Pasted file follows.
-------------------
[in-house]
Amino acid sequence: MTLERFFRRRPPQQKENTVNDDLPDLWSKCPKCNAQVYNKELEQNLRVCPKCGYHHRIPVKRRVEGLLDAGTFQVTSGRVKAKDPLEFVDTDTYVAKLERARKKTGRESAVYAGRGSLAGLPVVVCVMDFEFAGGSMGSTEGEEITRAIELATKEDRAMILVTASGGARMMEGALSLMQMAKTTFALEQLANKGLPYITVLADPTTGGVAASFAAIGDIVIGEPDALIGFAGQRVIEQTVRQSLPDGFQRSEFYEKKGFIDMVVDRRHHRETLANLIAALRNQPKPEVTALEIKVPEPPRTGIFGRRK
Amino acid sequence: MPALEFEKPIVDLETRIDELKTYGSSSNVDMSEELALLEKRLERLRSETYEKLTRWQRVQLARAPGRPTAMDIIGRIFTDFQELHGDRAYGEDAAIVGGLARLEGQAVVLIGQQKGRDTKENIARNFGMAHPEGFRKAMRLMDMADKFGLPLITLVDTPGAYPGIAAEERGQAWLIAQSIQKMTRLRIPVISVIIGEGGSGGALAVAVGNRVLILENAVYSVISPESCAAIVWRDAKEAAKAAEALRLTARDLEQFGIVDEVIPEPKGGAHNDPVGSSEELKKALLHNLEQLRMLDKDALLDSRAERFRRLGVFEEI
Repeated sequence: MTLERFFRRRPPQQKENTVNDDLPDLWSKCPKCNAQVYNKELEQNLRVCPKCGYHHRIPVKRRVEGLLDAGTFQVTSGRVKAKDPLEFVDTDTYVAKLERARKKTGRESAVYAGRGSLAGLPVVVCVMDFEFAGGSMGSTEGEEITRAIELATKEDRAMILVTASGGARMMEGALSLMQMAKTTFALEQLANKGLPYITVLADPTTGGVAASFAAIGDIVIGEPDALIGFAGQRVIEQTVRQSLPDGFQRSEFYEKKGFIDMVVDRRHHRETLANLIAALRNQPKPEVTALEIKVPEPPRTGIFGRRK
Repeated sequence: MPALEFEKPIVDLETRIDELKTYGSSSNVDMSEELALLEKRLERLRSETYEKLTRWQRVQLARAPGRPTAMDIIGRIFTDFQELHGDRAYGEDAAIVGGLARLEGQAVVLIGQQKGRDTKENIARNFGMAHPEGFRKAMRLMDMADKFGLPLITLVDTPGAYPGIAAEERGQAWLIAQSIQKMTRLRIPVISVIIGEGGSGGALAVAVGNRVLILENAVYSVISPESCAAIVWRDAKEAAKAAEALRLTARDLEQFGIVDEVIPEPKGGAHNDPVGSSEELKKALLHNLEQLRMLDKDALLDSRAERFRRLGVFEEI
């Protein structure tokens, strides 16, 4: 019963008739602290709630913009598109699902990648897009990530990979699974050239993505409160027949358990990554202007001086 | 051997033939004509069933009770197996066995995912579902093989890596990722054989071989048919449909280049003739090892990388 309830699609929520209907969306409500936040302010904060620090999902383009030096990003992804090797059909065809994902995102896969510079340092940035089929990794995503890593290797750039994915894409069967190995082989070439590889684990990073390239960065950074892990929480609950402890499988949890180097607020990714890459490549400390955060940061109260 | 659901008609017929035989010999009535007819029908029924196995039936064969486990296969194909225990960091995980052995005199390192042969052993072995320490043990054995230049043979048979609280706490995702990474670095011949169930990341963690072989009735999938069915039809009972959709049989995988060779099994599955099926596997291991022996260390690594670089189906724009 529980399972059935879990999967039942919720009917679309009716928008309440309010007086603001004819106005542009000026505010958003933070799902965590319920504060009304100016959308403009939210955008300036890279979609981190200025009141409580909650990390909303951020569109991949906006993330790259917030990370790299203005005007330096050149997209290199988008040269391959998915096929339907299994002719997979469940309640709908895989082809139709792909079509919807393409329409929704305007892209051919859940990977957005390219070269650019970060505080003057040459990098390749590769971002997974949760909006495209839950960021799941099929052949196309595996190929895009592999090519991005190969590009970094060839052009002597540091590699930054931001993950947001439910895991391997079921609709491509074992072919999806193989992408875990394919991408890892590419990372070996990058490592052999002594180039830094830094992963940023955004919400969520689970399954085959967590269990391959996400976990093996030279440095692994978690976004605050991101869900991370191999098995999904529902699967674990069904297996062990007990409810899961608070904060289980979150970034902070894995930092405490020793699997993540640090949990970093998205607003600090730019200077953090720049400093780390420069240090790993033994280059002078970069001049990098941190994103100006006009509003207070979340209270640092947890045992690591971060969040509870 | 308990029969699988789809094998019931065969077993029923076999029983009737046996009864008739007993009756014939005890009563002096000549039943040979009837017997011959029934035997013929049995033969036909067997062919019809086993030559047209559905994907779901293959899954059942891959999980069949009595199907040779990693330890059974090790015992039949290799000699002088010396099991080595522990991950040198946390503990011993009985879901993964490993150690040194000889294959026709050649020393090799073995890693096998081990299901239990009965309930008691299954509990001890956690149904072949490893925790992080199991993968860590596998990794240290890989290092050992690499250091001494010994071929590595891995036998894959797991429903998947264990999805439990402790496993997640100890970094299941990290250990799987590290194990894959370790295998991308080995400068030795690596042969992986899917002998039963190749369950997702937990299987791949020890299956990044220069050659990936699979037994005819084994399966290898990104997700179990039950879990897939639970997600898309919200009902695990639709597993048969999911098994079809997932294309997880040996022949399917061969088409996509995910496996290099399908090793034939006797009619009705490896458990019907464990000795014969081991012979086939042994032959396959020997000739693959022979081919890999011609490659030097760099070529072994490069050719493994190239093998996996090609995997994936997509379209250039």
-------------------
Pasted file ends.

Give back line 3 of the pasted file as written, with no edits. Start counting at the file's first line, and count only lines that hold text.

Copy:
Amino acid sequence: MPALEFEKPIVDLETRIDELKTYGSSSNVDMSEELALLEKRLERLRSETYEKLTRWQRVQLARAPGRPTAMDIIGRIFTDFQELHGDRAYGEDAAIVGGLARLEGQAVVLIGQQKGRDTKENIARNFGMAHPEGFRKAMRLMDMADKFGLPLITLVDTPGAYPGIAAEERGQAWLIAQSIQKMTRLRIPVISVIIGEGGSGGALAVAVGNRVLILENAVYSVISPESCAAIVWRDAKEAAKAAEALRLTARDLEQFGIVDEVIPEPKGGAHNDPVGSSEELKKALLHNLEQLRMLDKDALLDSRAERFRRLGVFEEI